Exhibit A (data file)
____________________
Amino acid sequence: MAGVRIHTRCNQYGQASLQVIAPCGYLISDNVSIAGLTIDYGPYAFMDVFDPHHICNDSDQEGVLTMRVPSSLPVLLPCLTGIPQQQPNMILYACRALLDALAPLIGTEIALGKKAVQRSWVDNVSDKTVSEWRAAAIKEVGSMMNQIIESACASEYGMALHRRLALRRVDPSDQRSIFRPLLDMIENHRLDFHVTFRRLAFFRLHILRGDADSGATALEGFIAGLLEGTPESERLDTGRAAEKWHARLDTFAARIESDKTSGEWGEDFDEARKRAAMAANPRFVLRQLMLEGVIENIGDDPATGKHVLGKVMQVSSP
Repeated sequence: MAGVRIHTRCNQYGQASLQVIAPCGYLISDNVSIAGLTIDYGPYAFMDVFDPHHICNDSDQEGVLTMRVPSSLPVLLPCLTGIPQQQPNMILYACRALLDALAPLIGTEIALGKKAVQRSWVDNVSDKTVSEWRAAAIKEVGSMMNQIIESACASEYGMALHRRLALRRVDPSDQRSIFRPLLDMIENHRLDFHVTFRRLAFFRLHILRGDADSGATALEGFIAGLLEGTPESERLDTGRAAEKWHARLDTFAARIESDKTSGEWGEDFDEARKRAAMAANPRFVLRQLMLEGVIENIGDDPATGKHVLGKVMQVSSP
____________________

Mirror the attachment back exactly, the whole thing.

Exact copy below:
Amino acid sequence: MAGVRIHTRCNQYGQASLQVIAPCGYLISDNVSIAGLTIDYGPYAFMDVFDPHHICNDSDQEGVLTMRVPSSLPVLLPCLTGIPQQQPNMILYACRALLDALAPLIGTEIALGKKAVQRSWVDNVSDKTVSEWRAAAIKEVGSMMNQIIESACASEYGMALHRRLALRRVDPSDQRSIFRPLLDMIENHRLDFHVTFRRLAFFRLHILRGDADSGATALEGFIAGLLEGTPESERLDTGRAAEKWHARLDTFAARIESDKTSGEWGEDFDEARKRAAMAANPRFVLRQLMLEGVIENIGDDPATGKHVLGKVMQVSSP
Repeated sequence: MAGVRIHTRCNQYGQASLQVIAPCGYLISDNVSIAGLTIDYGPYAFMDVFDPHHICNDSDQEGVLTMRVPSSLPVLLPCLTGIPQQQPNMILYACRALLDALAPLIGTEIALGKKAVQRSWVDNVSDKTVSEWRAAAIKEVGSMMNQIIESACASEYGMALHRRLALRRVDPSDQRSIFRPLLDMIENHRLDFHVTFRRLAFFRLHILRGDADSGATALEGFIAGLLEGTPESERLDTGRAAEKWHARLDTFAARIESDKTSGEWGEDFDEARKRAAMAANPRFVLRQLMLEGVIENIGDDPATGKHVLGKVMQVSSP